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Geopolitics Aside

Ruth in Cuba

Ruth in Cuba

The stunning announcement today concerning the opening of full diplomatic relations between the United States and Cuba likely carries large implications for professional baseball, both within these two countries and for the internationalization of the sport (and business) based on the year-round model of cricket. Imagine a Major League Baseball franchise in Havana. Imagine elevating fields in Cuba to the standards of those in the U.S., Canada, Japan, South Korea, Puerto Rico, much of Mexico and Central America. The baseball talent cultivated in Cuba must be, per capita, the greatest and highest in the world, perhaps excepting Panama. Babe Ruth found barnstorming Cuba much to his liking—not to mention betting on jai-alai—during his time there under always-truculent manager John McGraw. It is no exaggeration to say the restoration of ambassadorial and other ties among the two countries may be the biggest combination of diplomatic and sports news in our lifetimes.

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The United States of Jeter

imagesA lonely cab-horse steams and stamps.
And then the lighting of the lamps.

As summer unofficially ends, the 2014 MLB season concluded with a terrific run of postseason playoff games, it seemed the majority of them decided by a run too deep into the East Coast nights and early mornings. It was appropriate a couple of Wild Card teams faced one another in the World Series, and appropriate the Series went the distance, to the penultimate batter of the year winding up on third base and perhaps unwisely held by a KC third-base coach. Congratulations to the San Francisco Giants. As predicted in these blogs, the even-numbered year worked its magic on Bruce Bochy, Dave Righetti, Kung-fu Panda, and especially on Madison Bumgarner, who practically rewrote the World Series record book.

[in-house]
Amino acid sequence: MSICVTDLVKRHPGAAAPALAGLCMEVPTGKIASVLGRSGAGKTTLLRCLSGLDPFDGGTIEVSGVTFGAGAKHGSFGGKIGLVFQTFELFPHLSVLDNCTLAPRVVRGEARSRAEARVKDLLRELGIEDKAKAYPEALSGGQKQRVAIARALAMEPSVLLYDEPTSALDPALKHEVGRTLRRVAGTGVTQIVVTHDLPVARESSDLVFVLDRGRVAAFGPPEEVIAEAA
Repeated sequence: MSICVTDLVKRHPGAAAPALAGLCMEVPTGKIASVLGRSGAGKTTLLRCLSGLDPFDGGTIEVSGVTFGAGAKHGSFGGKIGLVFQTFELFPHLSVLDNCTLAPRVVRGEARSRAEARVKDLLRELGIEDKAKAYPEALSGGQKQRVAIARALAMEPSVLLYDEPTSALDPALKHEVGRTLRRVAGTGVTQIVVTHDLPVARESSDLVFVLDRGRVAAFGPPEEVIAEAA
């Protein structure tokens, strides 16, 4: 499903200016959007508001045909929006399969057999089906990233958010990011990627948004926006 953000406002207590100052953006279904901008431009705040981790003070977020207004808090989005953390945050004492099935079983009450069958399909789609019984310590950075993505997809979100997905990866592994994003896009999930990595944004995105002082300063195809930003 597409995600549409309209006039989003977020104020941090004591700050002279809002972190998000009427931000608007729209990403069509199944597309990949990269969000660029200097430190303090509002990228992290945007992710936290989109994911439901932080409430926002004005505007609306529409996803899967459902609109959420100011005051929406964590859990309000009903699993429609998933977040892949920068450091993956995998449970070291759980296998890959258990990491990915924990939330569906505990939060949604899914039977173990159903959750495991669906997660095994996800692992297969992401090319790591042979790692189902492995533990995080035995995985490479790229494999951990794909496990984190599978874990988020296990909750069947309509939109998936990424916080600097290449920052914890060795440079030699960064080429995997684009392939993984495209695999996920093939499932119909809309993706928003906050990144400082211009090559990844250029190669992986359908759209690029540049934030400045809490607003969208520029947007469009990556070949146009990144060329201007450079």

The season was marked by almost every club in the hunt, a disturbing and discouraging number of injuries to key players, an excessive resorting to extreme-defensive shifts. Low-run production in the post-HGH era represented a kind of detumescence: a return to a more normal and balanced form of the sport. Yet, there have been whispers of changing the rules, creating, as in pro basketball, illegal defenses to increase offense as fans, in spite of the competitive field-leveling of parity, were staying away from stadiums. (What baseball pundits found so revolutionary about extreme defenses was old hat to anyone from the cricket world, with the looser defensive positioning and designations of that game.)

The season also was marked by that long good-bye to Derek Jeter. It all became hopelessly, inevitably repetitive and culminating in its sincerity. Other players had had season-long farewells and “Days,” in recent memory and long ago. David Halberstam writes of Joe DiMaggio’s in 1949, several years before his retirement. But as one photo shows the still-unsteady (a rough season health-wise) Clipper looming over the pile of gifts including a bicycle (probably for Joe Jr.), the 2014 version was about as materialistic as could be imagined. Naturally, Jeter places most of the cash received by each American League (and some N.L.) team into his foundation, a terrific cause, and undoubtedly objects are being auctioned for the same reason. Yet, there was something unbearably scripted about it all, even to the great player’s deflecting of the spotlight. The postseason, which Jeter—though ending his Yankee Stadium career with a flourish—missed for one of the few times in his amazing career, proved a perfect antidote.